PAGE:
Tuesday, September 7th, 2010


He is one of the Clueless, an ancient family of mysteriously inept entities that think they rule the multiverse. When his sister Futility goes missing during her summer project to square the circles of hell, the distraught Fanboy assembles an imaginary team of his greatest heroes, and leads this Fellowship on the quest to try and save Futility from, like, whatever.

Fanboy starts the quest in a bar, planning to make friends and thus collect information about Futility. Things seem to be going comparatively well, until Fanboy’s younger twin brothers Fart and Fondle show up unexpectedly, and the evening quickly deteriorates.

The following morning, when Fanboy wakes up in an unfamiliar apartment clearly belonging to a female, he knows he really is in trouble. Then strange noises are coming from the kitchen.

And so it begins.

Tuesday, September 8th, 2009


I hate to bitch. Okay, that’s a lie, I love to bitch, sorry. But at least I can spare you my prefacing this newest bitchfest with the qualifier that the book I’m bitching about is great otherwise. We’ve been over that already, it’s scorched earth. There, spared you. Considerate me.

What is going on with the Wallacester and the math? I’m now about halfway through Infinite Jest (what’s half of infinity? Am I done, then?), and as of yet there is nought in terms of indication that his shortcomings in the land of numbers are a jester’s crown worn for some – however obscure – purpose of Jest, finite or otherwise.

The newest item from DFW’s confoundry: Eschaton’s rules are only touched upon tangentially in the main novel’s text, vague hints at complexities of being hit, influenced by weather and all sorts of other variables, which is fine. But then we are taken into lengthy details in an endnote about how the First Mean Value Theorem of Integration allows Lord to get by without calculating complicated integrals for setting up the game. In some rather unspecified way the initial allocation of resources to players for a game’s new round depends on the average value of some equally underspecified ratio, and so Lord needs to calculate the integrals of this variable over previous game time. Except that apparently he doesn’t, because this magical Theorem allows him to use a shortcut right out of the convolved space of higher math into a paradise of simplicity. Which sounds quite nice. And is quite untrue.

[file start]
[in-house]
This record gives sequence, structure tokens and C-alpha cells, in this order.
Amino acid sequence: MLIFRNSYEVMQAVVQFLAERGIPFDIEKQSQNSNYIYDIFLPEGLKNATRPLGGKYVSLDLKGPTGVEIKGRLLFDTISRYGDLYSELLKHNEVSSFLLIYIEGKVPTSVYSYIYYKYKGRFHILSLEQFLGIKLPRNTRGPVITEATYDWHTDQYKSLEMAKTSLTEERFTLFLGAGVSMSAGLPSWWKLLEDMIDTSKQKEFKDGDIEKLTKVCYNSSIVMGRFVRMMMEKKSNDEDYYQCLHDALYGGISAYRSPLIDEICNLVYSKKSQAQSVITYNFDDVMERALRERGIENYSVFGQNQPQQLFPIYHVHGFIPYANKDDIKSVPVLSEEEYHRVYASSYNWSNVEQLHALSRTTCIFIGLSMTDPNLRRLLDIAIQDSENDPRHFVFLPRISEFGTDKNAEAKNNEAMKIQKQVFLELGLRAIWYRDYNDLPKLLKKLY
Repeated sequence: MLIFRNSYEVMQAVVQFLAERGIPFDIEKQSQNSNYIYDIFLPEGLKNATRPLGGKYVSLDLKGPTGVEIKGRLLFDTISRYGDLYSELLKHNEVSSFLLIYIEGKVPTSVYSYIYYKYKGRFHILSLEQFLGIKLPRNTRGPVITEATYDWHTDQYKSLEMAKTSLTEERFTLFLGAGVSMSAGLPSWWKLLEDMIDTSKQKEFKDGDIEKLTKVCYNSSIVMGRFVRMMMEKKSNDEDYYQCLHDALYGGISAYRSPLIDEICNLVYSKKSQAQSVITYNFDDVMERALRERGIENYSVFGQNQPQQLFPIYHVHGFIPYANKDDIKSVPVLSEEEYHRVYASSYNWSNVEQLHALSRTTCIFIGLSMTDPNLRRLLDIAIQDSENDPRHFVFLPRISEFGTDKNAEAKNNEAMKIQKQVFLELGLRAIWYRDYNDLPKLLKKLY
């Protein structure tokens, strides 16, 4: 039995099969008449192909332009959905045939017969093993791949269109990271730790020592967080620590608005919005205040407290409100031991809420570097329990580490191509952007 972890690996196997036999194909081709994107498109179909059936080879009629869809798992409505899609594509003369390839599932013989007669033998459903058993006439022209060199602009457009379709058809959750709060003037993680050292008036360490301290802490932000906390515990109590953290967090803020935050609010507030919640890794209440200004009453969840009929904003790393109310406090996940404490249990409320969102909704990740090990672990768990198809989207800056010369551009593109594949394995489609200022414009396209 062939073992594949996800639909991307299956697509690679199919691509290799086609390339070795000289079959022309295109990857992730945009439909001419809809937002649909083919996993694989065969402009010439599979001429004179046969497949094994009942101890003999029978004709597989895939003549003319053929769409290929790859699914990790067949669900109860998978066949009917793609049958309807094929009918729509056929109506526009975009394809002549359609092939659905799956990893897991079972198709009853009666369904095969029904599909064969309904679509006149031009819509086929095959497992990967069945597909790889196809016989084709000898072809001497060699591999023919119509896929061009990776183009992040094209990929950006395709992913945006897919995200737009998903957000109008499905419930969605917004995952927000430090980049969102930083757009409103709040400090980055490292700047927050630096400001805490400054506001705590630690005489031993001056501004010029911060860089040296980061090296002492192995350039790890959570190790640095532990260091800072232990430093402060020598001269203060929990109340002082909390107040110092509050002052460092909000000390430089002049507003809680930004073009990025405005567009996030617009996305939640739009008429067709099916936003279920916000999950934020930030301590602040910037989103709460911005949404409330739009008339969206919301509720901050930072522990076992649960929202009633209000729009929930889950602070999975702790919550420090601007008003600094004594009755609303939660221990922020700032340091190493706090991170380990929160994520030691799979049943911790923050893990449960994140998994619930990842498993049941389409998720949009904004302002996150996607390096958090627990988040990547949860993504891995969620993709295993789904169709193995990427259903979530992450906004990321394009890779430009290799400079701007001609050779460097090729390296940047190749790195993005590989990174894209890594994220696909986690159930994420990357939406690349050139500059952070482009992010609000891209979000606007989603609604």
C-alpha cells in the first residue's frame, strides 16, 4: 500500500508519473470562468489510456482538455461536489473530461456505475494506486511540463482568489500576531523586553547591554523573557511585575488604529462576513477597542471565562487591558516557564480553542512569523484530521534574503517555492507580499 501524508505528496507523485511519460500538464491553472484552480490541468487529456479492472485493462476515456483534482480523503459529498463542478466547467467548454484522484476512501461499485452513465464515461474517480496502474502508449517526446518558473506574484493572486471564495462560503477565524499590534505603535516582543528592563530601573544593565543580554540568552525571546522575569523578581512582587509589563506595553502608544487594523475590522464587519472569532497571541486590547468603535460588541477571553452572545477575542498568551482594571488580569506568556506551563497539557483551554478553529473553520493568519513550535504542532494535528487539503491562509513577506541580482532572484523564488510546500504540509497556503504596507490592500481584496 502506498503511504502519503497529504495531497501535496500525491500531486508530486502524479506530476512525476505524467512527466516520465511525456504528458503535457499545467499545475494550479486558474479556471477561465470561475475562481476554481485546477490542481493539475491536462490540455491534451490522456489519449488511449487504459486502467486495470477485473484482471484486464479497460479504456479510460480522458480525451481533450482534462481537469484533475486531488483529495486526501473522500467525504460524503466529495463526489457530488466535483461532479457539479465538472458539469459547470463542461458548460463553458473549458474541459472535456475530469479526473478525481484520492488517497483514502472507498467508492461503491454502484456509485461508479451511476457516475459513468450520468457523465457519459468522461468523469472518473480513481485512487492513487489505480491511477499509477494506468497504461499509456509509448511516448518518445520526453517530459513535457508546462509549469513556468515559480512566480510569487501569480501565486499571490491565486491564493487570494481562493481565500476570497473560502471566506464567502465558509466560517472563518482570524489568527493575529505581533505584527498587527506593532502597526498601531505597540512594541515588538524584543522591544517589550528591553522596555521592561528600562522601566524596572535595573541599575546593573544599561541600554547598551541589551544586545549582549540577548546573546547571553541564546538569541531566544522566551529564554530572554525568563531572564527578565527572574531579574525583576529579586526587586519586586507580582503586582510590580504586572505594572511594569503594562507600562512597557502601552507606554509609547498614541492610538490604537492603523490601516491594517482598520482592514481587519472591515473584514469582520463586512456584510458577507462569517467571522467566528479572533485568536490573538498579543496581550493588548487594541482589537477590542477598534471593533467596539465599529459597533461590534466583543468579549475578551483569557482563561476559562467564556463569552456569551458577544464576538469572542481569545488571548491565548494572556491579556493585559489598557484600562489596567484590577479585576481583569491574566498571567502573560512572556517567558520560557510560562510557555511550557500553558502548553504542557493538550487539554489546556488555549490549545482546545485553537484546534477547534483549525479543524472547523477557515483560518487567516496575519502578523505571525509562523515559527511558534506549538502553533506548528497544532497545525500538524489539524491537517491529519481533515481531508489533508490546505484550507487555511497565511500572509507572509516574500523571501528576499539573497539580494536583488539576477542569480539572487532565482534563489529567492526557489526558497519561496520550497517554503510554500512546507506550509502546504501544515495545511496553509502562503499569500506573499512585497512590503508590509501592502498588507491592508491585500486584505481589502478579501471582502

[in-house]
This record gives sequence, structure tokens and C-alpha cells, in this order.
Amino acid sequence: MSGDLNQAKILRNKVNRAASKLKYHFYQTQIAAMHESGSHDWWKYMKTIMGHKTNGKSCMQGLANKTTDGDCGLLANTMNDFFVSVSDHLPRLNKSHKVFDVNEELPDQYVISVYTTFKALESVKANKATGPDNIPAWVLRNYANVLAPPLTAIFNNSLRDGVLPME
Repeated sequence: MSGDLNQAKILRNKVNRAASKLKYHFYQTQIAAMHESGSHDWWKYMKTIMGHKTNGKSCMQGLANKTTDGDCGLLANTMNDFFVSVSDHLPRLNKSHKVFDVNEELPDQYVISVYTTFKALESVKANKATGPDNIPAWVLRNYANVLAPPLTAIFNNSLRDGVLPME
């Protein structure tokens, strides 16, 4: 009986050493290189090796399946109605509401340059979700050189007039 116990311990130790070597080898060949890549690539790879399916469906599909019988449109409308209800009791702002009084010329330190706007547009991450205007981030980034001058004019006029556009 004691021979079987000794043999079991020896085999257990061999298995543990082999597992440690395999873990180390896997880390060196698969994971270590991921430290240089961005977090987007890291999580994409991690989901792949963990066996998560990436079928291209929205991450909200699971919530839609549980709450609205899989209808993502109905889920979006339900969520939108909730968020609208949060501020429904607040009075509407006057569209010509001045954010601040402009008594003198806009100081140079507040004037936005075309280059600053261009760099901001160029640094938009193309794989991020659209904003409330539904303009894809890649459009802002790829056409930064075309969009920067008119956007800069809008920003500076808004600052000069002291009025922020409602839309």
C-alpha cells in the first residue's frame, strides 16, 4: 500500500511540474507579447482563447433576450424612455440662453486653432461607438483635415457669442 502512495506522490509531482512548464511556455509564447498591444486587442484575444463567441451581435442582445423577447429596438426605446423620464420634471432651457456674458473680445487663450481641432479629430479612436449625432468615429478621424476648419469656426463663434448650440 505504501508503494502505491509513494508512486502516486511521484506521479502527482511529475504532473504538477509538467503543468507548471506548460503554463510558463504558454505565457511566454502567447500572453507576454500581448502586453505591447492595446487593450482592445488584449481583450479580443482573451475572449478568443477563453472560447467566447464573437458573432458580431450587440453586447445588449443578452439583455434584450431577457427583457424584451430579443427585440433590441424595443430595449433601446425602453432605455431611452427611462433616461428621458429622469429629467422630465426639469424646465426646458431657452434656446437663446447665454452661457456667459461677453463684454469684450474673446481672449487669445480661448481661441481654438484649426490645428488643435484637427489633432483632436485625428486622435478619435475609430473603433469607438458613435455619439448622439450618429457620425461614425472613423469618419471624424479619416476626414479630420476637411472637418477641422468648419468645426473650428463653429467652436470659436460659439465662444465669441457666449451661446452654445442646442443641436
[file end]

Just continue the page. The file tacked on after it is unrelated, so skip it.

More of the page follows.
The average value of a variable over an interval of time will be it’s integral over said interval divided by the interval’s length. Now, the First Mean Value Theorem indeed guarantees that the integral comes to the same as the intervals length multiplied with the value of the function at a point within the interval, and so that the average itself is identical to the value of the function at this point within the interval. The logic of this is nicely developed in the lengthy endnote’s lively interchange between Incandenza and Pemulis. But nohow does this integral theorem allow you to infer which point within said interval you’d have to choose, and thus for all practical purposes of setting up tennis socks and buckets of bald nuclear balls, this little piece of abstract mathematical wisdom, rather than being the prized insight allowing young kids to cheat the forces of nature Pemulis wants to sell it to us as, is utterly useless. Plus also, in the sloppy plot nicely labeled Halsadick, the supposed average value doesn’t even look like the actual average value, for crying out loudly in complicated semantic structures.

A bit later we read that computer discs squeeze whole high definition movies into 4.8 MB of binary space, which claimed figure must have been ludicrously and unrealistically low in the B.S. 90s already. Such a disc wouldn’t hold two single uncompressed HD images of finely rendered water (assuming 24 bits of liquid color shades). A typo, one hopes. The DVD was introduced in 1995, by the way.

They still are a puzzle, these oddly shaped holes in the otherwise beautiful fabric of this tome, and I’ll keep on logging them. It amuses me.

Wednesday, February 6th, 2008

Kurt Vonnegut – Cat’s Cradle (1)

150_cckv.jpg Every time I read one of Vonnegut’s books, I feel like hugging the whole world, or the members of my karass, at the very least, or do something powerfully meaningless, yet poetic, to make someone else happier than they have been. Which, of course, seems to be a pretty accurate description of what Vonnegut did with any and all of his books.

And if I have to fill in some words here, just so the layout of the page doesn’t clash with the size of the book cover illustration, would not Bokonon approve?

Saturday, January 12th, 2008

Steven Aldiss – Haiku Humor (1)


One umbrella
The person more in love
gets wet

Even the winner
of the argument
has a hard time sleeping